The New Zealand government is currently inching towards cutting pollution levels. Its Ministry of Transport will shortly begin public consultation on whether to ratify Annex VI of an international maritime convention (MARPOL) which makes use of lower sulphur level fuel mandatory from 2020.
Shipping line Maersk converted to using the cleaner burning fuel in New Zealand waters in 2011, but switched back after its fuel bill soared by $1 million during the one year trial, although the switch back forced the company to turn down a nomination for a Clean Air Society achievement award.
Maersk makes about 1,000 New Zealand port visits a year. Its Oceania operations manager, Stuart Jennings, says the more expensive fuel cuts sulphur levels in exhaust gases by more than 80 percent, but the company regrettably suspended the pilot due to lack of support from other local industry stakeholders.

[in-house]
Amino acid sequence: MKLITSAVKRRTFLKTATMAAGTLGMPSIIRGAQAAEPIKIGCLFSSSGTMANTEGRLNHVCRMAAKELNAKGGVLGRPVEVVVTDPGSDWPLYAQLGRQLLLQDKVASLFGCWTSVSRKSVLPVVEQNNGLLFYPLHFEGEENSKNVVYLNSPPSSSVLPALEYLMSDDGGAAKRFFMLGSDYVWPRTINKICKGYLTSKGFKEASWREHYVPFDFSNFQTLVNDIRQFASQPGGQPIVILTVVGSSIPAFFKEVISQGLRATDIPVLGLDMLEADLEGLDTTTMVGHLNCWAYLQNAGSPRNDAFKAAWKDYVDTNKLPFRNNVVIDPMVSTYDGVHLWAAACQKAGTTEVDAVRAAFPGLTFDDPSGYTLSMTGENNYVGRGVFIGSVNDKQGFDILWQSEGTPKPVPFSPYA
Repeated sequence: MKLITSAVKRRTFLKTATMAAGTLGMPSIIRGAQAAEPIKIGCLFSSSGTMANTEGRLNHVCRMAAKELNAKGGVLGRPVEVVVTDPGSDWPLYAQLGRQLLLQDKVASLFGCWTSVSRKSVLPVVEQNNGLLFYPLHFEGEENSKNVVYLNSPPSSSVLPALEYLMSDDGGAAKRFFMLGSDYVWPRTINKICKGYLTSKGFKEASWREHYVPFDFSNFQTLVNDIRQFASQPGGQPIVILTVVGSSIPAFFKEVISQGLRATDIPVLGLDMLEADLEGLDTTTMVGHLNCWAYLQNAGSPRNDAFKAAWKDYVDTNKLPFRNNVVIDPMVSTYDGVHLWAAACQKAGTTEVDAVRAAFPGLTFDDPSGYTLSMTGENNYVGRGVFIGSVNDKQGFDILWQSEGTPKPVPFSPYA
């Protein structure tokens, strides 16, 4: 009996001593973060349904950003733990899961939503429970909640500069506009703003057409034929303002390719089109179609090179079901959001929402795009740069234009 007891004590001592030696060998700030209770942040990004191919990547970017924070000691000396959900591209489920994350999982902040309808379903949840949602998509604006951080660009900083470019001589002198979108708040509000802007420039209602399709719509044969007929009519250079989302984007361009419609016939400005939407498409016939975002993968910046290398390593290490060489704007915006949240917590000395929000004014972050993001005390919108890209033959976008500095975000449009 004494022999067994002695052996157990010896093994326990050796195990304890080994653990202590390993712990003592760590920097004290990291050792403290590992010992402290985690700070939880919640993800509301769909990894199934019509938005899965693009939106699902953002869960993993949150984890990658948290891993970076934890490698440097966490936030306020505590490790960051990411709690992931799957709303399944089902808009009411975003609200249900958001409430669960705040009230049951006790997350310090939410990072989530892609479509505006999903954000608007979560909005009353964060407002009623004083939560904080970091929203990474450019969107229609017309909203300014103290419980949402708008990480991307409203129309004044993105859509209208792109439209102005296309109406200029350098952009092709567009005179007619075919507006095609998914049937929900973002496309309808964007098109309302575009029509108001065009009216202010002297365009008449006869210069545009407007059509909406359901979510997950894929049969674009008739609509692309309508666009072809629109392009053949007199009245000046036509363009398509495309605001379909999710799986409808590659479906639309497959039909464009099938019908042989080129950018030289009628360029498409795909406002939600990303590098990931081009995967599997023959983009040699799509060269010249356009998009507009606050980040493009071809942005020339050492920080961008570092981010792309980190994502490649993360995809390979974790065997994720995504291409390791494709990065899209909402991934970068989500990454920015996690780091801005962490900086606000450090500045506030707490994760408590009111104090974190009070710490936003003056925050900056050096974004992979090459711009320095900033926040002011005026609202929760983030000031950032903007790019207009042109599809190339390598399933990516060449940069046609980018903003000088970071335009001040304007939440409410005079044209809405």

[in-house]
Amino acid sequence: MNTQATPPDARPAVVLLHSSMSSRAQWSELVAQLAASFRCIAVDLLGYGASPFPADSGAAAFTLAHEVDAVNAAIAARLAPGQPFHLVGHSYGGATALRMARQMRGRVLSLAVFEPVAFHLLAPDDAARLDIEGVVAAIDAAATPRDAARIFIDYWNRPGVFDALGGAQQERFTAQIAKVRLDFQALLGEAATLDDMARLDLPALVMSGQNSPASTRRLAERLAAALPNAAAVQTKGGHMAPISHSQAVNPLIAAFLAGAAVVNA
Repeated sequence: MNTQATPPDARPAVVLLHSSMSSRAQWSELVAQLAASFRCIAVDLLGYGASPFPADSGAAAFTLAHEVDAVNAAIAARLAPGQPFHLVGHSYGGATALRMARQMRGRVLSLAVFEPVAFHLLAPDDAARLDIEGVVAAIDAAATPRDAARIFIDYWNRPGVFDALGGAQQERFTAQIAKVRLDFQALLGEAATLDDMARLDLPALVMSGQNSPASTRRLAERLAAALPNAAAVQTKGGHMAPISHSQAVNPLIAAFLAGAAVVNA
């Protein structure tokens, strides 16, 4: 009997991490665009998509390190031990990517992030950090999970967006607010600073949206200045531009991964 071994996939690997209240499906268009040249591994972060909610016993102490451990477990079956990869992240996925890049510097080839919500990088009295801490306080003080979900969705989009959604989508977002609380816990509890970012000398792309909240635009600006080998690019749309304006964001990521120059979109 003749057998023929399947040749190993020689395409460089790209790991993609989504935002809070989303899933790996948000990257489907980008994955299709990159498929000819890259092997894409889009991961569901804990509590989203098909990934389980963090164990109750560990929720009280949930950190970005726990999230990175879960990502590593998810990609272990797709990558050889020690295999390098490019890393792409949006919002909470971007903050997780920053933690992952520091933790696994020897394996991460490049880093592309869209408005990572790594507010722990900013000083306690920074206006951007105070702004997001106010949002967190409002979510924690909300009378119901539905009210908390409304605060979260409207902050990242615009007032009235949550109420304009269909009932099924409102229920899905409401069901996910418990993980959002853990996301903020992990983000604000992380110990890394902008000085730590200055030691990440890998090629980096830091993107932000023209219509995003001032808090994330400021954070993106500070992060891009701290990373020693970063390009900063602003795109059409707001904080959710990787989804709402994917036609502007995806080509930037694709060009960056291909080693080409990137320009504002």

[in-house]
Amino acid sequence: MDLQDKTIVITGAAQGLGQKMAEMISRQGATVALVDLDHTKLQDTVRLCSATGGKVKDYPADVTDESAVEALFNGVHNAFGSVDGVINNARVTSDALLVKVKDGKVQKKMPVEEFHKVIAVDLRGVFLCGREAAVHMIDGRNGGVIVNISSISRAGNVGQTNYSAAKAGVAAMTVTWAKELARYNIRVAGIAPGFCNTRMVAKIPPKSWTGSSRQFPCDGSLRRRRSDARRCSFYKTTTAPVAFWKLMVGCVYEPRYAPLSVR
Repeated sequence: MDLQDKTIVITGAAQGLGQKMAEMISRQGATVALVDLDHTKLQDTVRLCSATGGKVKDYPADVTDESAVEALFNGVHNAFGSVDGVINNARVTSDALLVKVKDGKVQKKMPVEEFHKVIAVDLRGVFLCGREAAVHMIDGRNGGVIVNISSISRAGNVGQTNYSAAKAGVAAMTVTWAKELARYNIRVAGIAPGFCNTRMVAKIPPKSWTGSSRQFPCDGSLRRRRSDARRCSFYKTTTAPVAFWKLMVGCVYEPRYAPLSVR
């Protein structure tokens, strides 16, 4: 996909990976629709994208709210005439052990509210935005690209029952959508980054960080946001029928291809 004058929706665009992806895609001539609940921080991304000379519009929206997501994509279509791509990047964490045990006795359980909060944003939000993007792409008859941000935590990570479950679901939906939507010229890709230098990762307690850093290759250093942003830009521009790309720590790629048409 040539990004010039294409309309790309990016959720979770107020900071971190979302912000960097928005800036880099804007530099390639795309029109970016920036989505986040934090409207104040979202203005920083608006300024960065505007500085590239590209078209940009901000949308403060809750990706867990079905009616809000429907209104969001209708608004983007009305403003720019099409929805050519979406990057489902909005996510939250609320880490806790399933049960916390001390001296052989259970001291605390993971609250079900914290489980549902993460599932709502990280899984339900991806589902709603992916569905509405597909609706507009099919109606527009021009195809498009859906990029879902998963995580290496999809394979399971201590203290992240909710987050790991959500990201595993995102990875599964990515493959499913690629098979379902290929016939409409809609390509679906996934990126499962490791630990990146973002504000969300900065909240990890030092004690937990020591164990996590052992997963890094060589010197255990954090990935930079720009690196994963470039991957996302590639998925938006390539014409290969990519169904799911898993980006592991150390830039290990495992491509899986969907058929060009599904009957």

"We believe that a strong enforcement regime is crucial to ensure a level playing field for carriers as well as shippers, and to make sure that health and environmental benefits are continuously maximised."
Jennings said that from 2020 all vessels in its global fleet would comply with the Annex VI requirement to reduce maximum sulphur levels from 3.5 percent to 0.5 percent, regardless of whether New Zealand had ratified the clause.
Atmospheric scientist Jennifer Barclay nominated Maersk for the clean air award and said the company's switch to cleaner burning diesel reduced the amount of sulphur released into Auckland skies by 72 tonnes a year.
Ministry of Transport international connections manager Tom Forster said the Resource Management Act allowed for discharges into air for normal ship operations, and New Zealand had not previously signed up to Annex VI "because our weather conditions and comparatively small ship numbers meant maritime air pollution was not seen as a significant issue."
According to stuff.co.nz, Forster said domestic legislation would need to be changed if ratification was agreed on once consultation was completed.